Rory McIlroy needed the win – any win – more than he needed the money, and he got it….just. One shot ahead going down the 18th hole, McIlroy watched as Tiger Woods missed a chance to tie things up with an eagle, and then sank his own birdie putt to match Woods’s birdie, as McIlroy’s 67 edged a 68 from Woods.
Despite taking the first set 6-2, Li Na lost the final of the WTA Championships in Istanbul (the last before the end-of-season showpiece moves to Singapore next year), as world number one Serena Williams won the next two sets 6-3, 6-0. It was Serena’s 11th title of the year, and her 10th win in 11 games against Li Na, but after going into the game as a massive underdog, Li can be happy she at least forced a third set. Crucially, she now moves up to 3rd in the world rankings – a career high – by leapfrogging both Maria Sharapova and Agnieszka Radwanska.
American Luke Guthrie takes a four-shot lead into the weekend at the BMW Masters in Shanghai, after an up-and-down 1-under par 71 took him to -8, while Paul Casey headlines a group of six players in second place on 4-under par. My prediction that John Daly would start brightly fade and then fade badly was largely right: two bogeys and a double bogey in the last five holes gave him a 2-over-par 74, to put him tied for 9th on 2-under par. But Rory McIlroy, Lee Westwood and Ian Poulter are among those lurking on 1-under-par and it should be a good weekend.
John Daly is the Mike Tyson of golf: you never know what’s coming next, but you can’t look away. During a brief visit to the BMW Masters at Lake Malaren Golf Club in Shanghai on Thursday, I watched as Daly – at that time leading the tournament at 4-under-par – hit his drive on the 18th hole straight into the rough, just a few yards from where I was standing. As the trio of Daly, England’s Simon Khan and home favorite Wu Ashun prepared to play their shots, Daly looked on incredulously as one of the walking marshals stood on his ball, pushing it further into the grass.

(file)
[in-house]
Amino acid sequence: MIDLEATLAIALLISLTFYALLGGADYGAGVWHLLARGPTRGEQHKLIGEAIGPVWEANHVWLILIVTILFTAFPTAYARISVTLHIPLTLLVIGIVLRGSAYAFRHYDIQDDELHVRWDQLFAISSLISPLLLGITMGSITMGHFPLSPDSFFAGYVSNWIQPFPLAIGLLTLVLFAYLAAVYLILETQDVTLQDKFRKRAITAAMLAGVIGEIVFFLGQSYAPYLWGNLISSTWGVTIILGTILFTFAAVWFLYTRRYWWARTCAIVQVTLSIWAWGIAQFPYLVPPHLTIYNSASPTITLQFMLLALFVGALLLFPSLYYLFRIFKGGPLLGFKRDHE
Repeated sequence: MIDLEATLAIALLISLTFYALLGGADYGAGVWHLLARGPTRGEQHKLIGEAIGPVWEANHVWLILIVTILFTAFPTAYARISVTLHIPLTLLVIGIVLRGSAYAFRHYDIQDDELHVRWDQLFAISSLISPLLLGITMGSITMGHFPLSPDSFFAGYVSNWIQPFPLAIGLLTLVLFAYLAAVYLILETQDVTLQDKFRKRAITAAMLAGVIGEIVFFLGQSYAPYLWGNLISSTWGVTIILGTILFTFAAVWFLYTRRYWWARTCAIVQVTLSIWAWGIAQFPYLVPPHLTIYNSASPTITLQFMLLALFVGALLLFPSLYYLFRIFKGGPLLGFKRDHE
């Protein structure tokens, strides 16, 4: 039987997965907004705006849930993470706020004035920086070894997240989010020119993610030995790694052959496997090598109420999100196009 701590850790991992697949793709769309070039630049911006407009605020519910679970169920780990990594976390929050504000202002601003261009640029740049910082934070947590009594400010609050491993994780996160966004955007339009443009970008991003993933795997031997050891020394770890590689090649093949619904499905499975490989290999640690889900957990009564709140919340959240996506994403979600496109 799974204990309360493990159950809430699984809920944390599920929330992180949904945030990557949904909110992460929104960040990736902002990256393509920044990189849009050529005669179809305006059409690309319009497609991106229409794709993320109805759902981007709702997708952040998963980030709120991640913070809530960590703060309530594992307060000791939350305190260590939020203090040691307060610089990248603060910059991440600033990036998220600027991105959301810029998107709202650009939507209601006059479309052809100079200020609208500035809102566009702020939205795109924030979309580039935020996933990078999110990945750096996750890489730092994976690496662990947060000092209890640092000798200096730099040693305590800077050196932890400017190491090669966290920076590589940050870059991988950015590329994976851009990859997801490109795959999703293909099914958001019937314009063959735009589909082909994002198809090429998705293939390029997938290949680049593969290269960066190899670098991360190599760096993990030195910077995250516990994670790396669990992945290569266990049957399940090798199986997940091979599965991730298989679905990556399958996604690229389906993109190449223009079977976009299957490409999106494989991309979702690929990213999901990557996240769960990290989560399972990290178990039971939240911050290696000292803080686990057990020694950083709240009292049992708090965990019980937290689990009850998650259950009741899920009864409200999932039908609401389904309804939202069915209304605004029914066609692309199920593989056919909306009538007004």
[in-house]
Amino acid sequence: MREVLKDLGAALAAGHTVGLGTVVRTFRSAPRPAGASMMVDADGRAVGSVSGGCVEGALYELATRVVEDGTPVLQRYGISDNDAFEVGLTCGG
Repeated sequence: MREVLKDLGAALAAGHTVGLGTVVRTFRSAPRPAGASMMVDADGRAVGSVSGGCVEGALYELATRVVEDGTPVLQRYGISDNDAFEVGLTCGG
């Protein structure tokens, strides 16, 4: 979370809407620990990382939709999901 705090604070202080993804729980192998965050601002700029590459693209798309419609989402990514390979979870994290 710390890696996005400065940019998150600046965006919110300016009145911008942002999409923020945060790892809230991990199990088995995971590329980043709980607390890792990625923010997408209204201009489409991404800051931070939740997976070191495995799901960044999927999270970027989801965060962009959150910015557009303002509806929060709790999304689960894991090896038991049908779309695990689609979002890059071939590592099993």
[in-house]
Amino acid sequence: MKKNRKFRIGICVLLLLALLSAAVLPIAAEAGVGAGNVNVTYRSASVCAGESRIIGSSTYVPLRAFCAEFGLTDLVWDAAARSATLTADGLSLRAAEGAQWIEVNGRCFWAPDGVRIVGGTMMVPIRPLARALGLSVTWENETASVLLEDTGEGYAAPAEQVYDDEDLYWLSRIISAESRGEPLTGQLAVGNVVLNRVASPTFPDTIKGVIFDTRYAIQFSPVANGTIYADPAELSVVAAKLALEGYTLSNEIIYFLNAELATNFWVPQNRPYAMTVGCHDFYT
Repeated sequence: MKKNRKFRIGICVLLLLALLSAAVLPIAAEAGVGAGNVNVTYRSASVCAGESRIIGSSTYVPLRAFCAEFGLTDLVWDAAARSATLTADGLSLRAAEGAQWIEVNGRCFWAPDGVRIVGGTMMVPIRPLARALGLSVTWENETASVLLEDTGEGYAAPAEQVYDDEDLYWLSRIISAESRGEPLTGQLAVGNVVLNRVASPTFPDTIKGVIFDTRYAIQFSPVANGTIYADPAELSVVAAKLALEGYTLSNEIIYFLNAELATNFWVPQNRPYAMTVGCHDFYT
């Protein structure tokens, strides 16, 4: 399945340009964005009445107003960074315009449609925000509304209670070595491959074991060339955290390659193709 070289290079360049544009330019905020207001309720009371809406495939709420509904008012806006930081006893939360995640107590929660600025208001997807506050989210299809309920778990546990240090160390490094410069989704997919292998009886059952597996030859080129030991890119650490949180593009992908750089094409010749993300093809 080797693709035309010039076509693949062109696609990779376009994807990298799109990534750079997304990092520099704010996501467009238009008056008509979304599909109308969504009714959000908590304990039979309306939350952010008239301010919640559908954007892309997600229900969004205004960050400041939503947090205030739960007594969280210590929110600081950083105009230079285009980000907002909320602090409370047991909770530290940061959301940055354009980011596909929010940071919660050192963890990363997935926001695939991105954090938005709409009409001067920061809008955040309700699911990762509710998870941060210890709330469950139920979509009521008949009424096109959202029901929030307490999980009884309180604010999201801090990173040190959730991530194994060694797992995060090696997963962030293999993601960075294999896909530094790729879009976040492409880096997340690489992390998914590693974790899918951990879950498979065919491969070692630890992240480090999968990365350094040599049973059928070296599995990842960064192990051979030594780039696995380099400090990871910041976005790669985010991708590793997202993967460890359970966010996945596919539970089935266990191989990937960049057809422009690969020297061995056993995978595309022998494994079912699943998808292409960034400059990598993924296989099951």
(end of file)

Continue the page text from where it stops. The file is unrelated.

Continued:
“Oh man! You just stood on my ball! You just stood on my ball, didn’t you?”
Today marks the start of a big couple of weeks for Rory McIlroy in China. His second-place finish in last week’s Korea’s Open, despite an awful third round, would suggest he’s back to something approaching his best, but as the papers never fail to remind him, he remains without a win this year – and after five wins (including a major) in 2012, that’s quite a comedown. Here’s his upcoming schedule:
Here’s my article in this month’s That’s Beijing magazine, which is now online, but was written before Dou Zecheng’s heroics at the China Open 10 days ago. The key to being the next Chinese golfing superstar? Money.
Last month, China’s 14-year-old golf sensation Guan Tianlang became not only the youngest player ever to tee off at the Masters in Augusta, but the youngest to make the cut at any PGA Tour event.
No particular China angle in this week’s Sports Talk column about Rory McIlroy, but I’m currently working on a piece about Chinese golf – and teen sensation Guan Tianlang in particular – which I will post once it’s in print. Here’s the piece:
When Rory McIlroy signed a multi-million-dollar endorsement deal with Nike earlier this year, most of the headlines focused on the bottom line. Those in the game, though, were quick to point out the risks.